Norway and Guyana defend oil production amidst environmentalist pressure

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Shikema Dey
Experienced Journalist with a demonstrated history of working in the media production industry and a keen interest in oil and gas, energy, public infrastructure, agriculture, social issues, development and the environment.

There has been an increased global push from anti-oil environmentalists for an end to oil projects in an effort to combat climate change and ensure a smooth transition to renewable energy sources. But countries like Guyana and Norway have made their positions clear – oil production will continue to meet global energy demands. In Guyana’s case, oil production will bring billions in revenues to be used to transform its economy and provide a better quality of life for its people. 

In Norway, a country known for its strong environmental policies and commitment to sustainability, there has been an ongoing debate regarding the future of the oil industry. Environmentalists like Friends of the Earth Norway, WWF-Norway, and Greenpeace Norway argue that Norway, as a global leader in renewable energy, should take a definitive stance and halt oil production altogether. However, government officials maintain that while they recognise the importance of transitioning to renewables, oil production remains crucial to meeting global energy needs.

Its position is evident in its January award of 47 new oil and gas exploration licenses on the Norwegian continental shelf to 25 companies. This move is regarded as critical to Europe’s energy security as Russia continues to hit much of the continent with deep energy supply cuts as part of its ongoing war with Ukraine. Companies which received licences include ConocoPhillips, TotalEnergies, and Wintershall Dea. Minister of Petroleum and Energy, Terje Aaslan had said the new production licenses are important to maintain the production of oil and gas over time, both for Norway and Europe.

Similarly, in Guyana, a country that has recently emerged as a major player in the oil industry with significant offshore discoveries, the government sees oil production as a means to transform its economy and improve the lives of its citizens. And like Norway, it is dealing with its fair share of anti-oil activists and litigations meant to curtail oil and gas projects.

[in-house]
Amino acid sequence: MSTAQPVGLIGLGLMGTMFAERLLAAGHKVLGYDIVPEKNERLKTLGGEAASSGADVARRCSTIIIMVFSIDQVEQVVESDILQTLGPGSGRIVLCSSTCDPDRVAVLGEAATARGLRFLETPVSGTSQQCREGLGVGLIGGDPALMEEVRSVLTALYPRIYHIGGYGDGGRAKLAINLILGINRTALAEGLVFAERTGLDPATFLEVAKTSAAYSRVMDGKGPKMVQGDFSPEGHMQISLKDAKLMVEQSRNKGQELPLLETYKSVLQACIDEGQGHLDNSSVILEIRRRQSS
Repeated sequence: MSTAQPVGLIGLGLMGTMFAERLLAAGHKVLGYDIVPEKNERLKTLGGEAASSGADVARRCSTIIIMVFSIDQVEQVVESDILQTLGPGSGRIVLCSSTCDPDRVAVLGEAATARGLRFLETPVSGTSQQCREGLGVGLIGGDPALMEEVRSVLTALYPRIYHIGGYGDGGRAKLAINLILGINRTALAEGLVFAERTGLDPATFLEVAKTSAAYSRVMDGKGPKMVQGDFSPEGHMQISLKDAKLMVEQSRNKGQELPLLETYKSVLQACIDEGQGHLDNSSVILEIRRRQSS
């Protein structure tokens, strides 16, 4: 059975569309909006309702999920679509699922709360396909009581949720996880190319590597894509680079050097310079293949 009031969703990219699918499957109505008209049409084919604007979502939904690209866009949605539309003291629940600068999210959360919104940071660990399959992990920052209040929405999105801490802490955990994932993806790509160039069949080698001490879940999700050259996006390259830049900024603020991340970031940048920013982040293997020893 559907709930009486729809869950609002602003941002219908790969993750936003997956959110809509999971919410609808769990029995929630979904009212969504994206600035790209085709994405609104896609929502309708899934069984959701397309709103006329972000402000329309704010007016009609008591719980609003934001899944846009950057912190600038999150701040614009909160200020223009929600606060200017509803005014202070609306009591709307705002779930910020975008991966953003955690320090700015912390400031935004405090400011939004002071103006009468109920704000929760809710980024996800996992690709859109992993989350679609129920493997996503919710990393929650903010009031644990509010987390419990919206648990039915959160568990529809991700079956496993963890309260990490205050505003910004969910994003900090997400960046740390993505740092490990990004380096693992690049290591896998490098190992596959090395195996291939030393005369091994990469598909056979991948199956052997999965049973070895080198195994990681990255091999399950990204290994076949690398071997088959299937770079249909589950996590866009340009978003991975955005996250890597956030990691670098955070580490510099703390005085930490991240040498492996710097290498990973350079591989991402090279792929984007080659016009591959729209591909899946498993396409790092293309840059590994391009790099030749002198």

In June 2022, Guyana’s Vice President, Dr. Bharrat Jagdeo issued a scathing rebuke of the anti-fossil fuel lobby. He said, “I see some celebrities who live in their countries that are expanding oil and gas production. Now, they want to stop us here in Guyana and they do not even have a voice to stop it in their own countries. In fact, they are expanding. I believe that many of them, wittingly or unwittingly, they work for the lobby in these countries. Don’t waste your time on these people. They would have us suffer forever.” 

Observers say ensuring oil production is done responsibly is much more feasible than trying to stop it altogether. Norway has established a sovereign wealth fund to ensure the long-term sustainability of its oil revenues and has implemented strict regulations on emissions and environmental protection. Guyana is aimiong to invest oil revenues from its Natural Resource Fund (NRF) in renewable energy projects and develop a comprehensive strategy for a sustainable energy transition.

While environmentalists continue to advocate for an immediate end to oil projects, countries such as Guyana are looking to prioritise balancing economic growth and environmental considerations.

As the world grapples with the challenges of climate change, the question remains: will these countries be able to fulfill their commitments to build strong economies while gradually transitioning to renewable energy sources? Only time will tell if the objectives of environmentalists align with the reality of global energy demands and the economic aspirations of nations.


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